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Bribery vs. extortion: allowing the lesser of two evils

  • Fahad Khalil
  • Jacques Lawarree
  • Sungho Yun

Rewards to prevent supervisors from accepting bribes create incentives for extortion. This raises the question whether a supervisor who can engage in bribery and extortion can still be useful in providing incentives. By highlighting the role of team work in forging information, we present a notion of soft information that makes supervision valuable. We show that a fear of inducing extortion may make it optimal to allow bribery, but extortion is never tolerated. Even though both increase incentive cost, extortion penalizes the agent after “good behavior”, while bribery penalizes the agent after “bad behavior”. Since bribery occurs when a violation is detected, the bribe is a penalty for “bad behavior”, and helps somewhat in providing incentive. We find that extortion is a more serious issue when incentives are primarily based on soft information, when the agent has a greater bargaining power while negotiating an illegal payment, or when the agent has weaker outside opportunities. Our analysis provides explanations why extortion may be less of a problem in developed countries.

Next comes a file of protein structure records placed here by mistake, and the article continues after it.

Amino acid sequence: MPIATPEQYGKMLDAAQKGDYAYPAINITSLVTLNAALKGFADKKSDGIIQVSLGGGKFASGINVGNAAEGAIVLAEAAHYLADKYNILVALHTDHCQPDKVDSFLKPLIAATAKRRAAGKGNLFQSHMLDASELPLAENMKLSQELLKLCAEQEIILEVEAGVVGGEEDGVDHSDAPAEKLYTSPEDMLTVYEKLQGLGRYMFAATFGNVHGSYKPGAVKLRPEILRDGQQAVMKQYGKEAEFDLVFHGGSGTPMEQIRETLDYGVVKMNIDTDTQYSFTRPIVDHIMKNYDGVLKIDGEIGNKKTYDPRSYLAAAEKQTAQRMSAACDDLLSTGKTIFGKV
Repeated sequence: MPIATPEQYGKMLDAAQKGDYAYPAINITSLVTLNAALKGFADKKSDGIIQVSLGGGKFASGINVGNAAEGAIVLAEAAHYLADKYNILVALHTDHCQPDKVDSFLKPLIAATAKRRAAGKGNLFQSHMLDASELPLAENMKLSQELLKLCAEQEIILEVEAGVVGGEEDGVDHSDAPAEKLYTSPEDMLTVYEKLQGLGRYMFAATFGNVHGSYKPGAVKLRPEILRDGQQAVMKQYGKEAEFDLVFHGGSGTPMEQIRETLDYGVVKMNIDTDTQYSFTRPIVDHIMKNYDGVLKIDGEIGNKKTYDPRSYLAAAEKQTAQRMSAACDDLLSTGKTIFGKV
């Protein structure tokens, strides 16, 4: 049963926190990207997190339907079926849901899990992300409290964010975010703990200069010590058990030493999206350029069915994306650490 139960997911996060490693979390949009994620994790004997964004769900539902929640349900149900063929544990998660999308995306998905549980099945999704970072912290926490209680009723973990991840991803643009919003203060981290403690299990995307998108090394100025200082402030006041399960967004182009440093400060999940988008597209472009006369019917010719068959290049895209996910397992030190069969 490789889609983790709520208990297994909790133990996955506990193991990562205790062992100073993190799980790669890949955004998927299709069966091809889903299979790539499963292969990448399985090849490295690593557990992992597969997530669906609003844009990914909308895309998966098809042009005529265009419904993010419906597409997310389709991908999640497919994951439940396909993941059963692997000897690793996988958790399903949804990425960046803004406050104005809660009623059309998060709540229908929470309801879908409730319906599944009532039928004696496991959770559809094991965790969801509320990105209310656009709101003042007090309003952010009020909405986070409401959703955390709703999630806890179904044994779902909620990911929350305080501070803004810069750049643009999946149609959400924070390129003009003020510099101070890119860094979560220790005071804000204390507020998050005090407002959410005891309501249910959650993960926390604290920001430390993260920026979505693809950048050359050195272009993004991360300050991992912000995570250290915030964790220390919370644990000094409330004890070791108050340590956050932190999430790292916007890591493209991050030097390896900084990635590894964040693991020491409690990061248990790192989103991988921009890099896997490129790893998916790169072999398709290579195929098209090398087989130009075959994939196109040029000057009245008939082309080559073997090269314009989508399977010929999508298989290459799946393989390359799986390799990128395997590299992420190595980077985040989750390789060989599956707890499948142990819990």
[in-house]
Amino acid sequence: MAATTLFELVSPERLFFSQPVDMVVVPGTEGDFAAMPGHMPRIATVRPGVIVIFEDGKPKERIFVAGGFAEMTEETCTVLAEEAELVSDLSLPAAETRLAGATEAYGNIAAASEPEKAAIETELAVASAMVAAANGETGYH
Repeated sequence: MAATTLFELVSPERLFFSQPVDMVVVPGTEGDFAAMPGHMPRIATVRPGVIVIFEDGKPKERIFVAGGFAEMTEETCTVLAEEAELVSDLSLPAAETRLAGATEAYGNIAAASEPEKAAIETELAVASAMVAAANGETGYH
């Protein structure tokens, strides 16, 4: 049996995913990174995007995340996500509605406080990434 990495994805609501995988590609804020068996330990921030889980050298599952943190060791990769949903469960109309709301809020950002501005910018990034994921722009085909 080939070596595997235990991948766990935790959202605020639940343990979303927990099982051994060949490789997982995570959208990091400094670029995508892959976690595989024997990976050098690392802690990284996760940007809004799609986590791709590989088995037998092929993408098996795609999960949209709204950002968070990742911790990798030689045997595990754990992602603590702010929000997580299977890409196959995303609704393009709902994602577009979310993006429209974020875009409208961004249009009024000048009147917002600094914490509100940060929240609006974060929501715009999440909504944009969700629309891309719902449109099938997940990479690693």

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Paper provided by University of Washington, Department of Economics in its series Working Papers with number UWEC-2007-11-P.

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Date of creation: Jul 2009
Date of revision: Jul 2009
Publication status: Published in RAND Journal of Economics, Volume 41(1), 179–198, Spring 2010
Handle: RePEc:udb:wpaper:uwec-2007-11-p
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  1. A. Mitchell Polinsky & Steven Shavell, 1999. "Corruption and Optimal Law Enforcement," NBER Working Papers 6945, National Bureau of Economic Research, Inc.
  2. Faure-Grimaud, Antoine & Laffont, Jean-Jacques & Martimort, David, 2003. "Collusion, Delegation and Supervision with Soft Information," IDEI Working Papers 167, Institut d'Économie Industrielle (IDEI), Toulouse.
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  13. Baliga, Sandeep, 1999. "Monitoring and Collusion with "Soft" Information," Journal of Law, Economics and Organization, Oxford University Press, vol. 15(2), pages 434-40, July.
  14. Yeon-Koo Che, 1995. "Revolving Doors and the Optimal Tolerance for Agency Collusion," RAND Journal of Economics, The RAND Corporation, vol. 26(3), pages 378-397, Autumn.
  15. Johnson, Ronald N & Libecap, Gary D, 1989. "Bureaucratic Rules, Supervisor Behavior, and the Effect on Salaries in the Federal Government," Journal of Law, Economics and Organization, Oxford University Press, vol. 5(1), pages 53-82, Spring.
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